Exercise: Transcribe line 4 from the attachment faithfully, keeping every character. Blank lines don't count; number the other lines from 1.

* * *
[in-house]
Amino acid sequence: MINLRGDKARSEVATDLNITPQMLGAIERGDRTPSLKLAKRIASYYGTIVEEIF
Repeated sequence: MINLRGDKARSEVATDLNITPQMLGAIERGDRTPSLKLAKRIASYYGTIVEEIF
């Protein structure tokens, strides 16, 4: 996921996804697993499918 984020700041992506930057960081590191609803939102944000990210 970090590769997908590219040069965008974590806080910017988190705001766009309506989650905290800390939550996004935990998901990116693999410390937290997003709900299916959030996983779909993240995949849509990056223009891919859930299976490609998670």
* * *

């Protein structure tokens, strides 16, 4: 996921996804697993499918 984020700041992506930057960081590191609803939102944000990210 970090590769997908590219040069965008974590806080910017988190705001766009309506989650905290800390939550996004935990998901990116693999410390937290997003709900299916959030996983779909993240995949849509990056223009891919859930299976490609998670």